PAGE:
As the glider crossed the boundary fence, and at a height of about 30ft AGL, the pilot noticed a wire pass over the canopy. The starboard wing then struck the wire, identified as a ‘Single Wire Earth Return’ powerline, that was strung between two poles about 40 metres inside and parallel to the paddock fence line (refer graphic 2 and photograph 1). Witness marks identify the wire struck the starboard wing about mid-span and slid down the leading edge until it cleared the wingtip. The impact caused the glider to yaw severely to the right and skid partially sideways onto the ground. Upon touchdown, the aircraft skidded sideways in the paddock and came to rest approximately 70 degrees to the right of its flight path. The pilot reported: “As to why it (the powerline) caught one wing, I can't say with certainty. I was toward the left-hand side of the paddock, as I'd assessed that had a better landing surface; the paddock was ploughed in a race-track pattern and that side seemed to have smoother furrows in the correct direction, which would mean that the bow of the wire would be higher to my left and lower to my right. But I may have had some small angle of bank on making a last second correction.” The glider was subsequently inspected for structural damage at an Approved Maintenance Organization and found to have only minor abrasions to the starboard wing leading edge and a cracked winglet.
l The pilot did not identify the single wire crossing the paddock during the initial overflight or during the final approach.
l The single power cable was difficult to see and the supporting posts were obscured by trees or blended with the background.
l The pilot did not conduct a downwind leg that may have provided an opportunity to identify the posts and wire.
l The pilot’s workload while landing in an unfamiliar place was high and likely increased stress levels.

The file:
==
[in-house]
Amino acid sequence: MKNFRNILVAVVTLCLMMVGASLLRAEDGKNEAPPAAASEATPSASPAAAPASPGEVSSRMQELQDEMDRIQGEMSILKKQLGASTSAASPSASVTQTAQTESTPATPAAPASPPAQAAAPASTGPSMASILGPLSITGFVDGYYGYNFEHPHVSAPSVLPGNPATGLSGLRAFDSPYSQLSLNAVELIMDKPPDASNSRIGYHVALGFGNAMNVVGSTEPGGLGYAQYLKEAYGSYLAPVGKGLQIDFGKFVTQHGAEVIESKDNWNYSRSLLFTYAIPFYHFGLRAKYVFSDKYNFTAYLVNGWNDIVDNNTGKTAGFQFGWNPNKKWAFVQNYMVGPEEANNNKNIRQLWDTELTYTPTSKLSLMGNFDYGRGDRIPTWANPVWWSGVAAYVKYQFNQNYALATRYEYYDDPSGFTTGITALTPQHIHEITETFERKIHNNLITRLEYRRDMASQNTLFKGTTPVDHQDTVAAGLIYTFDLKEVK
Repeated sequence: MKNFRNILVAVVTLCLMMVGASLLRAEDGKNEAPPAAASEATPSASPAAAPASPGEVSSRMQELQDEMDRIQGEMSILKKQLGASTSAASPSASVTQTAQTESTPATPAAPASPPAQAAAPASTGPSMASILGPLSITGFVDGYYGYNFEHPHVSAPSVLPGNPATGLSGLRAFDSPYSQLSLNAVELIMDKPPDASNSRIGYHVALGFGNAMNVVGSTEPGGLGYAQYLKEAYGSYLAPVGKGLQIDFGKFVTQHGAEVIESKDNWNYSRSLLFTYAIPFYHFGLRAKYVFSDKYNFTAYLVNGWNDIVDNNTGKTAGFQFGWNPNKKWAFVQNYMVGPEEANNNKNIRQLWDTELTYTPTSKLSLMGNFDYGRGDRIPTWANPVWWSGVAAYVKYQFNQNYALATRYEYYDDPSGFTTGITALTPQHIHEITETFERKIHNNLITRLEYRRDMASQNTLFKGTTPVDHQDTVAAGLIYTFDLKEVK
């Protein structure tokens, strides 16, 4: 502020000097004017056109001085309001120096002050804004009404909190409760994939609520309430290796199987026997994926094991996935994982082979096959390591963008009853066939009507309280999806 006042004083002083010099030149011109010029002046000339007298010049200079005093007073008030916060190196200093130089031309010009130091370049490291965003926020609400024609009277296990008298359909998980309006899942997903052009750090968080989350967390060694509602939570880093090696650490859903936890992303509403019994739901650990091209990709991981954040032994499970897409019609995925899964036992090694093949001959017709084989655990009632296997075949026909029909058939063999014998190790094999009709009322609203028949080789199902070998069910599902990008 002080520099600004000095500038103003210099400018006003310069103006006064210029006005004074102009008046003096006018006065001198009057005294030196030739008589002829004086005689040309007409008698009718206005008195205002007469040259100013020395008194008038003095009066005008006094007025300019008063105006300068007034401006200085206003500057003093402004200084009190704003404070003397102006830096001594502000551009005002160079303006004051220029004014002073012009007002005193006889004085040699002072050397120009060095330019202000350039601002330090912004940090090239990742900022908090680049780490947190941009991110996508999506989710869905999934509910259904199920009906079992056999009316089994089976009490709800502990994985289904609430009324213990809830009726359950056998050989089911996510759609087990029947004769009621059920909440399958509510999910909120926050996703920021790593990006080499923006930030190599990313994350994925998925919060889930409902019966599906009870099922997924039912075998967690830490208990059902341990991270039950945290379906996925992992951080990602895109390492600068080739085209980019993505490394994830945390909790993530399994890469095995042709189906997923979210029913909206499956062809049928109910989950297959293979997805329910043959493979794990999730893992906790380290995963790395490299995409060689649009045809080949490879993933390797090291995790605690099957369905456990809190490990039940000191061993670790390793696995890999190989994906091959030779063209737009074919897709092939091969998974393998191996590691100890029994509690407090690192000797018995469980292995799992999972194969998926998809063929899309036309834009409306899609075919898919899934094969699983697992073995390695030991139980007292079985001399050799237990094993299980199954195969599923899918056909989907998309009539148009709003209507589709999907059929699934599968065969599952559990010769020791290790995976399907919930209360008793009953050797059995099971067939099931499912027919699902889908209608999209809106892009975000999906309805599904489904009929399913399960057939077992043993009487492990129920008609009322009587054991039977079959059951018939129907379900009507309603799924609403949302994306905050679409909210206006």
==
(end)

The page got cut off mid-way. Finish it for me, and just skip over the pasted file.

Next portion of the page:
Wire strikes are associated with low-level flight, and usually occur to gliders during landing. Operating in the low-level environment is inherently dangerous as there are a greater number of obstacles to avoid, there is significantly less time to regain control of an emergency situation, and there is a higher workload as pilots must negotiate the hazardous environment in addition to their normal workload. In some cases the consequences of a wire-strike will be minor, as in the case of this accident. In less forgiving circumstances the wire may snare the aircraft, resulting in an accident that could cause the destruction of the aircraft and possible injury or death of the occupants. It is therefore vital that pilots who are operating into an unfamiliar landing area should remain vigilant and ensure that all the necessary precautions, such as flying a proper circuit while maintaining a good lookout for obstacles, are taken to reduce the risks associated with operating within the low level environment. However, despite reconnaissance of the proposed landing area and a constant lookout during flight, wires are often difficult to detect. The likelihood of a pilot seeing wires is determined by a number of factors including the number of wires, type of support structure, length of wire span, the environment and the background against which the pilot is viewing the wires. Remember also that SWER lines do not necessarily follow fence lines. They may cut the corners off paddocks, stretch across at some intermediate distance into the paddock or wander off completely at random. The best guidance is that, if you can see a homestead, assume that there will be a SWER line leading to it. You MUST find it before you attempt a landing. To identify powerline locations, visit the lookupandlive.com.au website. This site provides an interactive geospatial map that has been developed to display the Energex, Ergon Energy, Endeavour Energy, Essential Energy and Powerlink electricity networks, including sourced third-party information.